by Clarence Hopkins, President Royal Bearing, Inc.
There seems to be one over-riding issue that consistently
impedes maximum asset recovery for industrial plants. There is significant disconnect between the investment recovery department and the purchasing department at many industrial plants. The mandate of the IR department is selling surplus assets for maximum return. Yet most purchasing departments have a tendency to avoid the purchase of any surplus. Obviously, this approach both affects the sustainability of the supply chain and can actually negatively impacts the cost structure of the corporation.
As a buyer and seller of surplus bearings, our company frequently receives notice from an investment recovery department when surplus bearings are available. We inspect the bearings—and if they meet our quality standards, we make an offer. Upon acceptance, we remove the bearings to our facility, and then carefully re-inspect each individual bearing before cataloging and preparing it for sale. Too often,  however, as soon as our sales people start marketing the new (never-used) surplus bearing, they hit a solid wall. Purchasing departments slam the door in our faces, apparently considering all surplus bearings to be rejects, outdated, old, or simply too dangerous for use.
This attitude can be ultimately costly for these companies. While the surplus bearing market may be somewhat unique in that we deal only in like-new bearings that the original owner has kept in ready-to-use condition as spare-parts inventory, I expect that other surplus products distributors receive a similar reception by purchasing departments. An example would be resellers of re-manufactured and reconditioned equipment whose product often performs as well as new, is available at a fraction of the cost, and retains a guarantee of support from a reputable surplus dealer.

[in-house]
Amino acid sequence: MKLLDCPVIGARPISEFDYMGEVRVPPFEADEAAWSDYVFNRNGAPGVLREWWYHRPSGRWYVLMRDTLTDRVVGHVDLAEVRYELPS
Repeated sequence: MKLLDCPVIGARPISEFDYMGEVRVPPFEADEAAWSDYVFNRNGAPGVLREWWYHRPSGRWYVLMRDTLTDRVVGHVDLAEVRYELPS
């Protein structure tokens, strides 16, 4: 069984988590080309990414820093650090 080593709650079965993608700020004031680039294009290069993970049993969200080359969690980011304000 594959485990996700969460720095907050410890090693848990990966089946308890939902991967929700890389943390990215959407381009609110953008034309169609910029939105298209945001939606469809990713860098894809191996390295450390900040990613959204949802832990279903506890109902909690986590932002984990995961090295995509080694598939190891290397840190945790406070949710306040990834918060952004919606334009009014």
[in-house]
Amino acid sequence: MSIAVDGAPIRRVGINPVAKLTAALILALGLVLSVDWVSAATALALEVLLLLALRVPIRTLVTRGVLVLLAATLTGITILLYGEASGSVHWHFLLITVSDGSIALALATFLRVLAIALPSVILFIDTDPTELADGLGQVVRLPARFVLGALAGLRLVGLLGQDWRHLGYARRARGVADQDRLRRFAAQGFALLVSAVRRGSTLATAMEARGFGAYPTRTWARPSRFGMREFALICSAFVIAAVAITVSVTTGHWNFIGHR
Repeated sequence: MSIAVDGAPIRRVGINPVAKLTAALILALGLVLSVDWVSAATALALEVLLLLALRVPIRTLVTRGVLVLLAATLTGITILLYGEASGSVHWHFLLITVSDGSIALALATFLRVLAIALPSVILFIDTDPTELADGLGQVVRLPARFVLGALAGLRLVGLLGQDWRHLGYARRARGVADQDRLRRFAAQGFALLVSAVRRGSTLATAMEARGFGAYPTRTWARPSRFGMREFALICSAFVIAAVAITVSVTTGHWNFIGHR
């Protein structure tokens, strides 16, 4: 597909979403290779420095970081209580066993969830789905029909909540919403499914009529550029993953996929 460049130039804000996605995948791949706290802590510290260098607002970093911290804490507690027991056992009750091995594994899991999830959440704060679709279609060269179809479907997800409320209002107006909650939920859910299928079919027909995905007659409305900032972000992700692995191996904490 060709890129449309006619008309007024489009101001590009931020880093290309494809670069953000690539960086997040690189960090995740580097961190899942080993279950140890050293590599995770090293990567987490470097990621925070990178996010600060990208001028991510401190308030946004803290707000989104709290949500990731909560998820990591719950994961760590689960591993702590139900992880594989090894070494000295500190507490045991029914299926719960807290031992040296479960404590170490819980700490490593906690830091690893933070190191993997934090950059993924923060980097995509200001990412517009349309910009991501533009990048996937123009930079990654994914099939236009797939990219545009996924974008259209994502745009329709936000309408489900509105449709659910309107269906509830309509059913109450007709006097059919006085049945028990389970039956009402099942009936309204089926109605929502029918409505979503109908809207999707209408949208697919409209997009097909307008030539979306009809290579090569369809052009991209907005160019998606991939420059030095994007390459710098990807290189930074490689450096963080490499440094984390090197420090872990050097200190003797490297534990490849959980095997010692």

New product manufacturers obviously advise purchasing agents to buy new product. In my industry,
marketing campaigns referencing “scrap yards” and “landfill sites” give an impression that all surplus bearing wholesalers are disreputable and polluting the market with bad product. To understand the impact of this misinformation campaign, I challenge your IR department to survey the purchasing decisionmakers at each of your own plants as to their policies with regard to buying new surplus bearings and other surplus products. I believe you will be very surprised at the negative attitudes you encounter.
In a world increasingly sensitive to environmental consequences, the usage of surplus parts is socially responsible. In some cases, these parts would have simply ended up in a landfill rather than in operation at an industrial manufacturing plant. The energy that would have been used to create a brand-new part is saved by a resold surplus part being used in its place. Essentially, the buying and selling of surplus parts is a very good green choice.
In addition to the positive environmental impact, a surplus dealer may be able to immediately supply
a critical need when the original manufacturer has a long lead-time. Recently, we were able to immediately ship a large bearing to South Africa for which the manufacturer was quoting a one-year lead time. If you were running the South African plant, which would you prefer—to have your plant sit idle, losing money, or to buy a new quality-assured surplus bearing that was available for immediate shipment?
Recommendation: In order to promote greater use of surplus parts in industrial plants, each investment recovery professional should provide a training program for their own purchasing people. Show  the cost advantages of buying surplus, along with potential time savings of using surplus, especially when manufacturers are quoting extended lead times. Separately, all IR professionals should establish ongoing relationships with reputable surplus distributors and wholesalers, so that together, we can maximize everyone’s opportunities for meeting their business goals.
SUMMARY: It’s time for IR managers to take the lead within their organizations to make sure that the sustainability and cost savings of professional investment recovery practices are recognized and supported by the purchasing practices within their organizations. Get out your hymnals, and start singing the same tune!

Reprinted from ASSET 2.0, the Investment Recovery Business Journal, Vol. 3, 2010

© The Investment Recovery Association

 

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